For more information on our services please contact us at (208) 352.0775 or through our online form
Background and Overview
Until recently, accessible web coding standards and the Department of Justice's enforcement policy were not well established.
Today, a comprehensive set of accessibility technical standards have been established, The Web Content Accessibility Guidelines (WCAG), and legal enforcement of the standards has increased (please see the links at the bottom of this page for more detailed information).
Which websites are required to be compliant?
All websites are required to be compliant; however, certain websites may have more impetus for doing so including organizations that receive Federal Government funding, contract or sell to the government, as well as high-traffic commercial websites.
What's the Difference Between Section 508 WCAG 2.1 AA Compliance?
"Section 508" refers to Section 508 of the Rehabilitation Act of 1973 which requires Federal electronic media to be accessible to those with disabilities. As mentioned, it also applies to Federally funded and Federal contractors. In addition, many state governments have 508 requirements.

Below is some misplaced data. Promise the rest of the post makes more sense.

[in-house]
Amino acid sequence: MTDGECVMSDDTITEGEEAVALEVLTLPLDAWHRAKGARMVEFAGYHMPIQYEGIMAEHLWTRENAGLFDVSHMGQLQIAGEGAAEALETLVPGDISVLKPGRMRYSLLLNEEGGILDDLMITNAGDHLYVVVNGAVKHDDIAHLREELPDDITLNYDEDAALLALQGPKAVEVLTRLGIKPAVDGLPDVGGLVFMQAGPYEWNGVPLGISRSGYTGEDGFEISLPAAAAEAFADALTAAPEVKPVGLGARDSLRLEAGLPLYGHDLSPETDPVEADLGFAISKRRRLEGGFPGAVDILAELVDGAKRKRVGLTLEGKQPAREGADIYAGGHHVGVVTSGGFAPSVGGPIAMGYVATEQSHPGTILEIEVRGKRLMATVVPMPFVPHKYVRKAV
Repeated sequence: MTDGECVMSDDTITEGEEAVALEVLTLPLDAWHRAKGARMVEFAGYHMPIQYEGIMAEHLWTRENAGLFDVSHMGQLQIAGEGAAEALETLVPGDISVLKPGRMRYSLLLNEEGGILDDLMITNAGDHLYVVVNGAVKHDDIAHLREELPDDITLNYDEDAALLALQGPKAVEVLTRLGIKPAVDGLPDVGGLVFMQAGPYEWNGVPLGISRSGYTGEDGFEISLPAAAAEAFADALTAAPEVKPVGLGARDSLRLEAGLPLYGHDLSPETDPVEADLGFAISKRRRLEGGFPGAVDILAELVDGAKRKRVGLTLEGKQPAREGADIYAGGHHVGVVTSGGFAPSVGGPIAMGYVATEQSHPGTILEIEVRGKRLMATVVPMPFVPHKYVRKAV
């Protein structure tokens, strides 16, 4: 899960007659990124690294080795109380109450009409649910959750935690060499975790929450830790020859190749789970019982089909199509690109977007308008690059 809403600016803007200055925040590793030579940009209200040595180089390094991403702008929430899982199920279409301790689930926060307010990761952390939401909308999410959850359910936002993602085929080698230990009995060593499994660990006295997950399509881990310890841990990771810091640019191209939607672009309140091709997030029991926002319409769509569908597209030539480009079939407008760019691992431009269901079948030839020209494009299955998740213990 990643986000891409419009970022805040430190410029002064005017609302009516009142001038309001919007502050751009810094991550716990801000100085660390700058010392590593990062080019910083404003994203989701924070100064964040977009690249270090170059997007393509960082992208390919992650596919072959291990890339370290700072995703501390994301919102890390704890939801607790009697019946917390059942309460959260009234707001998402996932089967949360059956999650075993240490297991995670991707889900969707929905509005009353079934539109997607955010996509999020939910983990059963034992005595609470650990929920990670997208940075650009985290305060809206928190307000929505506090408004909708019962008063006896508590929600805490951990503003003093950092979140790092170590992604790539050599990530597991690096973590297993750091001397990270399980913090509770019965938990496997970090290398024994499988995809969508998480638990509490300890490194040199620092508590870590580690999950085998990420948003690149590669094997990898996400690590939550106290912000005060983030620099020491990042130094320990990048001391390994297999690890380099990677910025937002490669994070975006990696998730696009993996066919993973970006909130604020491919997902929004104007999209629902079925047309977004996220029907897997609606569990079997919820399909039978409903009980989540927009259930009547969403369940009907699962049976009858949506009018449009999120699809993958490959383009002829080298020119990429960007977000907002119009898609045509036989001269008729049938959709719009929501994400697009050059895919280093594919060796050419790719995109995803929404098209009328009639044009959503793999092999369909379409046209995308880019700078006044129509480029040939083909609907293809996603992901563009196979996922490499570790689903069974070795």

Section 508 standards are in the process of adopting WCAG 2.1 AA with an expected official transition sometime in 2017 meaning the two evaluation criteria are now one in the same.
Validation and Certification for WCAG Compliance
There are two basic approaches to address compliance: online validation and third-party certification.
A qualified web development vendor will be able to code and validate against WCAG standards using resources such as Utah State University’s WebAIM online tool. This is the most basic method to address web accessibility and is a service that Risingline can provide when developing a new site or auditing an existing site.